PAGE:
Tipp were three down with time running out when a long ball dropped near the Cork goal — Sonny Maher flicked it over the Cork full-back, Con Murphy, and Jimmy Kennedy pulled first time: goal.
The whistle blew for full time when the ball was pucked out. Tipp won the replay and were on the way to three in a row.
Cork were trying to stop Tipperary win four in a row when the game took a decisive twist: Liam Dowling dived full-length to turn the ball into the Tipp net.
Unfortunately for Cork, the referee had blown his whistle, but under close encouragement from Christy Ring allowed the goal to stand: Cork were on the way to their own three in a row.
Tipperary, a point up, were holding out grimly for a Munster title in Limerick when a long ball dropped into their keeper, the legendary Tony Reddin. Uncharacteristically, Reddin dropped the sliotar and Paddy Barry buried the loose ball for the winner.
Years later Reddin confessed that Tom O’Sullivan of Cork had tapped his funny bone, numbing his arm, causing him to drop the ball.
Cork were second best to Tipperary late on in the Centenary Munster final when a Tipp attack was broken up by Denis Mulcahy, who cleared to Tony O’Sullivan, whose shot was brought down by Tipp keeper John Sheedy... only for O’Leary, in where a corner-forward should be, to goal, and plunge Tipperary into despair. Cork collected two more All-Irelands in the next three years.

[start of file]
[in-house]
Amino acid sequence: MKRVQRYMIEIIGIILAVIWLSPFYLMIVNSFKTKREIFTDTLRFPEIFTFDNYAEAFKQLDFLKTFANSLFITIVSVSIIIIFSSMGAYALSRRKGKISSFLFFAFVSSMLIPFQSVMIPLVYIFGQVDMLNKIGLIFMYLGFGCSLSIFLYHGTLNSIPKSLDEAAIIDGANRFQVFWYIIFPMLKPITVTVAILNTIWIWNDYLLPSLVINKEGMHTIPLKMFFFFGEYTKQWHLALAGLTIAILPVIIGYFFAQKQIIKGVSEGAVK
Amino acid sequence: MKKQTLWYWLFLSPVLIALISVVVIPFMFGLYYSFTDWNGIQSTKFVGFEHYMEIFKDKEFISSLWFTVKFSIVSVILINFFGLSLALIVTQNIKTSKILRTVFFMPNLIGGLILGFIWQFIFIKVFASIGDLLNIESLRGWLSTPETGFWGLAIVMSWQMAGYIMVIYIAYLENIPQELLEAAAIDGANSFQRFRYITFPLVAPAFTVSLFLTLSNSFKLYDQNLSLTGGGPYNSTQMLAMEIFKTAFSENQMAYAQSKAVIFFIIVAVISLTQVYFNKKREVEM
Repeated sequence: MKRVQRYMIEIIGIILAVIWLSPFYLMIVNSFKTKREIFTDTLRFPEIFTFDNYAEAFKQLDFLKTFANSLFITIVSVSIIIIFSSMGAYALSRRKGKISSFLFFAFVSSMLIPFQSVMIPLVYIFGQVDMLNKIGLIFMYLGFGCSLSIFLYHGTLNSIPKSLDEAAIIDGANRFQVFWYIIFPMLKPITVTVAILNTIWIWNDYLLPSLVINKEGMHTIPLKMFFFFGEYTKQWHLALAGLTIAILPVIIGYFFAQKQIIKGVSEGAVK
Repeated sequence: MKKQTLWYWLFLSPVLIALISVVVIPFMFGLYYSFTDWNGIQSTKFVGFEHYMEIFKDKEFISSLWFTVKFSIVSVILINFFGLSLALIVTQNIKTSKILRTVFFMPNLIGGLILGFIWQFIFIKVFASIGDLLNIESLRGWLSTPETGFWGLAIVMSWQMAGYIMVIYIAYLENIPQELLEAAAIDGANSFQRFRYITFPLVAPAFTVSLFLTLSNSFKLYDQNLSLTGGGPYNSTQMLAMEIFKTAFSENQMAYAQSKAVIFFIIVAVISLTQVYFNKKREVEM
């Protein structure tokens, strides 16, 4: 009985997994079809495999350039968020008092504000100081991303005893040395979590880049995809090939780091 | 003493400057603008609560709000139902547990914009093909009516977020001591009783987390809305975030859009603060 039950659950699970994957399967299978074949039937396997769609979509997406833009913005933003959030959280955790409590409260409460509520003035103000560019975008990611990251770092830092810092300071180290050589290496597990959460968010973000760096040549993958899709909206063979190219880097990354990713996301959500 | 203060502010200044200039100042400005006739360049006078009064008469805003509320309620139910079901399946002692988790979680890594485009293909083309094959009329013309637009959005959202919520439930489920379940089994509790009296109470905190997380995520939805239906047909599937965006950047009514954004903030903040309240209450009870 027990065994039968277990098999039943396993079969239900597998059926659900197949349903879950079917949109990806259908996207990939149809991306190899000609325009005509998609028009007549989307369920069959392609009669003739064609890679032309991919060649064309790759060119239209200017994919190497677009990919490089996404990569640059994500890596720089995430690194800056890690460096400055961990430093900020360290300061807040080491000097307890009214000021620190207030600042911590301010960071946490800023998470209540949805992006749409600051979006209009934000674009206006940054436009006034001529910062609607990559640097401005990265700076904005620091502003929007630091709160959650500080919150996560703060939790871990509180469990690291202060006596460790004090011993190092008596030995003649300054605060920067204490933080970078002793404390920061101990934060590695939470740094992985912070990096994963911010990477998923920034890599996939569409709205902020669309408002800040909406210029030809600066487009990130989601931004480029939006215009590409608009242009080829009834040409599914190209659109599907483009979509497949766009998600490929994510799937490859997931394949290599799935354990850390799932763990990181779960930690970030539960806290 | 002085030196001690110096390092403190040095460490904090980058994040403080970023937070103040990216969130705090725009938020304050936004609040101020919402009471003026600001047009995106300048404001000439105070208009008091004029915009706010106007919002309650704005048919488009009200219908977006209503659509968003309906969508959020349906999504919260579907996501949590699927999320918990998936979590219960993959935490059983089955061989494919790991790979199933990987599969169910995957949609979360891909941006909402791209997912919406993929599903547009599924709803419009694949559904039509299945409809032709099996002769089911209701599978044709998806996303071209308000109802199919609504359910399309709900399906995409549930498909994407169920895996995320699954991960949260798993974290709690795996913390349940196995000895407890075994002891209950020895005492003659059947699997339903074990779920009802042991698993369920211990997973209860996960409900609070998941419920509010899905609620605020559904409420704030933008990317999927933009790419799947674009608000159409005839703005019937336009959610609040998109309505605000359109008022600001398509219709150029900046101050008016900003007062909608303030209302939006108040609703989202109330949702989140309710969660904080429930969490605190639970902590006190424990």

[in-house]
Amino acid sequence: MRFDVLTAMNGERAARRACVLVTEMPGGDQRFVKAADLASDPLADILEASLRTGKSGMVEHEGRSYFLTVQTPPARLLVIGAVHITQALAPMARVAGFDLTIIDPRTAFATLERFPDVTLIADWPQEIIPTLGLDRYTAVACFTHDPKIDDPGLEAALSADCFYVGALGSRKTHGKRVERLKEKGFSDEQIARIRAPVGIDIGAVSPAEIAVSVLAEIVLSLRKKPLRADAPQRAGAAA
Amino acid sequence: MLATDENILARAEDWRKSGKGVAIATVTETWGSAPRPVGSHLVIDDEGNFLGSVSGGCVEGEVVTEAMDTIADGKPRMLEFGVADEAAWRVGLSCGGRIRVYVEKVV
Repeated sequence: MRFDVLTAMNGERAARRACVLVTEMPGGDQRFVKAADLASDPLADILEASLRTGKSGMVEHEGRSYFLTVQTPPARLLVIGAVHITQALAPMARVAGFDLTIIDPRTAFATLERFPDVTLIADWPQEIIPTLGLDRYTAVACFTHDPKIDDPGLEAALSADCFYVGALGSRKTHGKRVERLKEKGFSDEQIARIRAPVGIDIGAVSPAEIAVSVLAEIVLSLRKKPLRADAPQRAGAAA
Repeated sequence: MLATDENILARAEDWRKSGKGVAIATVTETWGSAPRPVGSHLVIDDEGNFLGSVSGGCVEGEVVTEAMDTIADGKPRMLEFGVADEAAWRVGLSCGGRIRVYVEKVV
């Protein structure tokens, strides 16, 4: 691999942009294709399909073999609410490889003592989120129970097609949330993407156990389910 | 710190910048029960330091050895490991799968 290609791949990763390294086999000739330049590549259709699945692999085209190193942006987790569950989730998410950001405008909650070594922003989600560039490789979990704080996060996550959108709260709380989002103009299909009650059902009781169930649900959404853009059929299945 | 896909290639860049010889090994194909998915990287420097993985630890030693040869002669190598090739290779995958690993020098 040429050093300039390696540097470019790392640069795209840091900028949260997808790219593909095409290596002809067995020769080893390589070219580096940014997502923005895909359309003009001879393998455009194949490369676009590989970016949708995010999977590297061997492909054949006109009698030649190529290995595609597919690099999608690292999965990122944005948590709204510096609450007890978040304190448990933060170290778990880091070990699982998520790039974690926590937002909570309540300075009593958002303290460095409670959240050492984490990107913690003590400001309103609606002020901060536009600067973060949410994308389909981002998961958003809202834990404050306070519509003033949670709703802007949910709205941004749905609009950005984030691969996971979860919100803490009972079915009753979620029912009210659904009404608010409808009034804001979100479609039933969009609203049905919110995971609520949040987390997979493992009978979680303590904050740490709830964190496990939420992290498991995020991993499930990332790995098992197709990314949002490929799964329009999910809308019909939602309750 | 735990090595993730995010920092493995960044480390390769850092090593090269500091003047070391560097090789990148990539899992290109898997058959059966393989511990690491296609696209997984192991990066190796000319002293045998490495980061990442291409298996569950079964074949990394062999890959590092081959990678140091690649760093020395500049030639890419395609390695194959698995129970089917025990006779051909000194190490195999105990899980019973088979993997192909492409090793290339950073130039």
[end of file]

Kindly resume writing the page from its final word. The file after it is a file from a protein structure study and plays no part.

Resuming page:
Tipp were overdue a renaissance and Nicky English’s goal wasn’t the match-winner, but it showed them victory was possible.
The ball ran through to English, hurley-less, one on one with Ger Cunningham. English bent the ball into the corner with his right boot with a finish Maradona would have been proud of, and the famine was almost over.
Cork were huge underdogs in the 1990 Munster final, a point underlined by Babs Keating’s rather unwise comments beforehand. With the first half almost up, a Kieran McGuckian sideline cut was batted to the net by Mark Foley, who ended the game with an incredible 2-7. Foley’s first goal was the score that instilled belief in the Cork support that the day would be theirs.
A wide in a list of scores? It’s generally accepted that Nicky English’s late, late effort against Cork in this year’s Munster final went over the bar rather than wide, which was the officials’ decision.
The upside was that it gave us another day out, with Tipperary winning the replay — another superb game.
The two sides were at a crossroads when they met in Killarney in the qualifiers, and Cork were the decisive ones after an even first half. Timmy McCarthy, on as a sub, went through for the game-turning goal early in the second half, and Cork were on the way to two consecutive All-Ireland titles.
McCarthy had been dropped after that year’s Munster final; after the Tipperary game he told the Cork management they wouldn’t be dropping him again.
This, another qualifier, was low-key (only 12,000 attended) and intense, though it wasn’t a knockout encounter but the last of a series of group games.
Tipp overcame the odds, and the controversial omission of Eoin Kelly, to win through thanks to Carroll’s fine point late on. The victory gave Tipperary the upper hand between the teams in recent years.